Thursday, October 1, 2009

Mother of Two

Ever since I wrote my posts about Andrew's birth (Pt. 1 and Pt. 2) I've been wanting to follow up with a post about what it was like after he was born, suddenly being a mother of two.

We spent two nights in the hospital after Andrew was born, just he and I. Tom spent those nights at home so Valerie could sleep next to him. It was the first time Valerie and I had ever spent the night apart since her birth, the first time we hadn't slept in the same bed, even. Andrew fussed in his plexiglass bassinet, and only wanted to be cuddled up with me. Babies know what's good. So, into the wee hours of the morning, I nursed Andrew, cradled him in the crook of my arm and stayed awake for fear he might slip off the bed if I let my guard down. And I thought of Valerie. I missed her so much it made me ache.

The next day she came in with my parents in the new clothes Grandma had brought for her. She looked all grown up. I was so happy to see her, I felt full again. She held her baby brother for the first time, smiled for pictures, then was up on the bed with me ready to eat my breakfast. Luckily, I had misunderstood the instructions for ordering food in the hospital. I had checked all the the things on the breakfast menu that I liked, not just what I wanted to eat that morning. So, they brought me a lot of food.

I've famously told anyone who's asked (and more) that "I cried every day for 6 weeks" after Andrew was born. And that really is not an exaggeration. It was so overwhelming for me to suddenly have to meet the needs of Andrew, my newborn son, and Valerie my 3 year, 10 month old daughter. My emotions ranged from joyful love as I quickly learned how your heart just grows bigger when you have another child, to happiness when I saw moments of sweet affection between the two of them, to sadness when it seemed nothing was working out right for any of us.

For the past nearly 4 years, Valerie had become very accustomed to having me all to herself. The sense of guilt I felt at having totally disrupted her way of life tore me up inside. And when she would act out and I would have to be stern with her, it just killed me. The frustration would surge up inside of me and the tears would roll down my cheeks. It seemed to go on and on. She would want to cuddle with me while I was nursing Andrew. She wanted my whole lap. It hurt to have to refuse her. And she just didn't understand.

No matter how many times I explained to Valerie that while Andrew napped she and I would get to play together, just us, she would, purposefully or not, wake Andrew from his nap. And the issue would be compounded as I tried to get him back to sleep and entice her to be quiet. There were many times it didn't work. Those were tough days when it seemed nobody got the attention or rest they needed.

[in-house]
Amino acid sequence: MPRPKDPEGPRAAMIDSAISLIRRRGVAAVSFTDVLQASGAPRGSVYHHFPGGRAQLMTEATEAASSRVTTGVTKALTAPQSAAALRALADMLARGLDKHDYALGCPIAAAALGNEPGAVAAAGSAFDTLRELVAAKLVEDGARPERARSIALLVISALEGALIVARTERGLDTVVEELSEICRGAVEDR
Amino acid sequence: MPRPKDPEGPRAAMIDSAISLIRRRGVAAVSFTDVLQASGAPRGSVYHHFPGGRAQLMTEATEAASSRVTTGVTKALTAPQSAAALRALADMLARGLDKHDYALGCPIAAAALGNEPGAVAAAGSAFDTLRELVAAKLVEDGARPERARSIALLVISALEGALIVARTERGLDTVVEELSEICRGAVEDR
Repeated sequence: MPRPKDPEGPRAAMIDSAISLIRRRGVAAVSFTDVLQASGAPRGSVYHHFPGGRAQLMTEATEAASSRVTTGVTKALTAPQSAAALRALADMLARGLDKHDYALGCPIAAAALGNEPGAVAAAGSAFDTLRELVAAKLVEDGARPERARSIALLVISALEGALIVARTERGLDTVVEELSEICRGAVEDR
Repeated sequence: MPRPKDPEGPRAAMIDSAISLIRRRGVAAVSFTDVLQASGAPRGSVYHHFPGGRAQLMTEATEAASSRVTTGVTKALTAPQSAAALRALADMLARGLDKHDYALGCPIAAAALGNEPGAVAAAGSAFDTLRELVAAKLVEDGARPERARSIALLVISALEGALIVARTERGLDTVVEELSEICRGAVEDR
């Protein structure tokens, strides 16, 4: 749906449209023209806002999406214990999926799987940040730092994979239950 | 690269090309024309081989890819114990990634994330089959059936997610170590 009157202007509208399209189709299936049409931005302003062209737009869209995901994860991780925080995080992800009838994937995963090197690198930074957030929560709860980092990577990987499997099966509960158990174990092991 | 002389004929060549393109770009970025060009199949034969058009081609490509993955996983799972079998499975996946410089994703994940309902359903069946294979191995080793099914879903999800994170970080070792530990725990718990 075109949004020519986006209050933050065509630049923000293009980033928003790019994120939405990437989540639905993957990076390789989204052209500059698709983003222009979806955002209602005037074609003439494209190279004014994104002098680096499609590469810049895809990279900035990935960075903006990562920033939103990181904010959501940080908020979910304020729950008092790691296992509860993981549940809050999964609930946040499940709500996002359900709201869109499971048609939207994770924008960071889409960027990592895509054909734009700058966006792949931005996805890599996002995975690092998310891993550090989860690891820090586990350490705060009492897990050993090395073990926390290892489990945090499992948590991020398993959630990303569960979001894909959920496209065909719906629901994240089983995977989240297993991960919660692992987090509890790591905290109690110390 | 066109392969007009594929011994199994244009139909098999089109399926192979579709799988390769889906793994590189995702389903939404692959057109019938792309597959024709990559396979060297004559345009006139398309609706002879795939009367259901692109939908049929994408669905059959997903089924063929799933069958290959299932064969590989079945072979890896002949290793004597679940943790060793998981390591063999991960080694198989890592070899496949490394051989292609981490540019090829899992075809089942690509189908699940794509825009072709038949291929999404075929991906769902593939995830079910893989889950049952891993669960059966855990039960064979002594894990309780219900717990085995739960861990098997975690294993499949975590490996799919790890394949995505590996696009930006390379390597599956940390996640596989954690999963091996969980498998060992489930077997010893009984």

When Andrew was just 3 weeks old, Valerie brought home a cold from preschool, and passed it on to him. I'm not blaming her. And goodness knows I drove us all crazy trying in vain to keep her from close contact when all she wanted was to hug and kiss him. I was so worried of how sick he might get, being a newborn. He caught the cold, and only a mild fever. Looking back, I should have just rolled with it. I could say that about a lot of things.

Having a newborn around was an adjustment for all of us. Mommy was tired. Andrew needed to nurse and nap. Valerie needed to play. And she needed attention. Poor Daddy, who was tired, too, had to pick up the slack (and the pieces) on several occasions. But we all made it through, as families do.

Then, I remember a day 2 or 3 months later as we were heading into spring, looking around and feeling quite peaceful, quite content, quite complete. Part of my work was done. I'd given birth to 2 wonderful, adorable, healthy children. A girl and a boy. And here we were, Andrew, Valerie, Tom, and I. The family we had hoped for, with our whole lives ahead of us.

1 comment:

  1. Your writing is so moving. I'm a little bit neverous thinking about the days after the 2nd baby is born this coming January. I feel that how my boy will adjust having a baby brother depends on my actions a lot.